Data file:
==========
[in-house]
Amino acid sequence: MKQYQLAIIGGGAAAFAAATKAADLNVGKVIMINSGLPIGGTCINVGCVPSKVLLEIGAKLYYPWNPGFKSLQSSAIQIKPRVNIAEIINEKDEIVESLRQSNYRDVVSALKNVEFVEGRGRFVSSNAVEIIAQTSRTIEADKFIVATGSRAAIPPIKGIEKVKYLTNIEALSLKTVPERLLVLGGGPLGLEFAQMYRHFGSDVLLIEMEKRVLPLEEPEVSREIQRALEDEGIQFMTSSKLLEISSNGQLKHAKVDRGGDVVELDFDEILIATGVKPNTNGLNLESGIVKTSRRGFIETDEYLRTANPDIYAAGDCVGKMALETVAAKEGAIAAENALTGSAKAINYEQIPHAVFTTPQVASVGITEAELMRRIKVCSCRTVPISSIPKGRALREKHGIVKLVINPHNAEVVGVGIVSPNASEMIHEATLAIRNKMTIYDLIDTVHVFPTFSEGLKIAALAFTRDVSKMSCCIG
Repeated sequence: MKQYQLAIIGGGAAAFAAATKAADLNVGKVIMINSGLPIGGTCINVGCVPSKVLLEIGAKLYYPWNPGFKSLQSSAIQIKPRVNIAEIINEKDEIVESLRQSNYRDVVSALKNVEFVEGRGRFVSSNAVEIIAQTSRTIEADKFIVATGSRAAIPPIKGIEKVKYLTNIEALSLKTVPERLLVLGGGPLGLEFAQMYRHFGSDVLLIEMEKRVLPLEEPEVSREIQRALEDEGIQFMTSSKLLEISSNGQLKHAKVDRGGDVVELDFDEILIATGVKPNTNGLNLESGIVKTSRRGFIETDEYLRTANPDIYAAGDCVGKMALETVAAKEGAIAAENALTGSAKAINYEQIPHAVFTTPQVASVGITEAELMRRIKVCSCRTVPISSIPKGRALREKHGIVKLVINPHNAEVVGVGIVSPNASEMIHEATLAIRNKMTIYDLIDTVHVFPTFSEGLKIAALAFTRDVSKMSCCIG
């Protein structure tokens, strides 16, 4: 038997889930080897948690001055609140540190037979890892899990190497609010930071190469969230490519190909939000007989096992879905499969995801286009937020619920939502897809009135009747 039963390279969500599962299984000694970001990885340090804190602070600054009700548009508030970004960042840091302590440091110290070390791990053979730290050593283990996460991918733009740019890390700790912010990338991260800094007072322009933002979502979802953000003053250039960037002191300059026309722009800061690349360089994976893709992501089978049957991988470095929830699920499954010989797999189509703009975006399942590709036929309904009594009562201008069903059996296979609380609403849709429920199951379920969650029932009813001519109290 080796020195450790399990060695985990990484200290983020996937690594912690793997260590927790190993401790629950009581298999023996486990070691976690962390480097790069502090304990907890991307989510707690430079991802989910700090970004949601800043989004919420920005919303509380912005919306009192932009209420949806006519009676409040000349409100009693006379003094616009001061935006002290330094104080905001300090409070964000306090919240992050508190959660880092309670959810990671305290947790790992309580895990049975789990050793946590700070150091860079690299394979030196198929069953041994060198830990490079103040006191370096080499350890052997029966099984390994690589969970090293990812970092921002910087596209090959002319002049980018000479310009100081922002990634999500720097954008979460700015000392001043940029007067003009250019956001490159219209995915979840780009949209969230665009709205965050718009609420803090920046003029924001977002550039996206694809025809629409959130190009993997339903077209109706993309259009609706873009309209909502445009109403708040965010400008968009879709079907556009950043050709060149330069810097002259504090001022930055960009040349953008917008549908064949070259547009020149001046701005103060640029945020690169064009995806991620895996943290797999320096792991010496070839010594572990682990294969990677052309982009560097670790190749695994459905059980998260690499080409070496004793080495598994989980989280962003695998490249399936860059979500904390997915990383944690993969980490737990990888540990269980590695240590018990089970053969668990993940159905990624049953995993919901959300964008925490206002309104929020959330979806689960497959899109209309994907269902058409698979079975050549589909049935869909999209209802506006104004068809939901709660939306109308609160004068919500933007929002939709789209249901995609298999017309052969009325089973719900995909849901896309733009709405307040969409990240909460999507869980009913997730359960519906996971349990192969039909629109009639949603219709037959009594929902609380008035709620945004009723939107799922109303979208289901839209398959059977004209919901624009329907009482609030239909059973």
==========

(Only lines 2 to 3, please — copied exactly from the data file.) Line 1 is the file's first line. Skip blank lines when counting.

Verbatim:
Amino acid sequence: MKQYQLAIIGGGAAAFAAATKAADLNVGKVIMINSGLPIGGTCINVGCVPSKVLLEIGAKLYYPWNPGFKSLQSSAIQIKPRVNIAEIINEKDEIVESLRQSNYRDVVSALKNVEFVEGRGRFVSSNAVEIIAQTSRTIEADKFIVATGSRAAIPPIKGIEKVKYLTNIEALSLKTVPERLLVLGGGPLGLEFAQMYRHFGSDVLLIEMEKRVLPLEEPEVSREIQRALEDEGIQFMTSSKLLEISSNGQLKHAKVDRGGDVVELDFDEILIATGVKPNTNGLNLESGIVKTSRRGFIETDEYLRTANPDIYAAGDCVGKMALETVAAKEGAIAAENALTGSAKAINYEQIPHAVFTTPQVASVGITEAELMRRIKVCSCRTVPISSIPKGRALREKHGIVKLVINPHNAEVVGVGIVSPNASEMIHEATLAIRNKMTIYDLIDTVHVFPTFSEGLKIAALAFTRDVSKMSCCIG
Repeated sequence: MKQYQLAIIGGGAAAFAAATKAADLNVGKVIMINSGLPIGGTCINVGCVPSKVLLEIGAKLYYPWNPGFKSLQSSAIQIKPRVNIAEIINEKDEIVESLRQSNYRDVVSALKNVEFVEGRGRFVSSNAVEIIAQTSRTIEADKFIVATGSRAAIPPIKGIEKVKYLTNIEALSLKTVPERLLVLGGGPLGLEFAQMYRHFGSDVLLIEMEKRVLPLEEPEVSREIQRALEDEGIQFMTSSKLLEISSNGQLKHAKVDRGGDVVELDFDEILIATGVKPNTNGLNLESGIVKTSRRGFIETDEYLRTANPDIYAAGDCVGKMALETVAAKEGAIAAENALTGSAKAINYEQIPHAVFTTPQVASVGITEAELMRRIKVCSCRTVPISSIPKGRALREKHGIVKLVINPHNAEVVGVGIVSPNASEMIHEATLAIRNKMTIYDLIDTVHVFPTFSEGLKIAALAFTRDVSKMSCCIG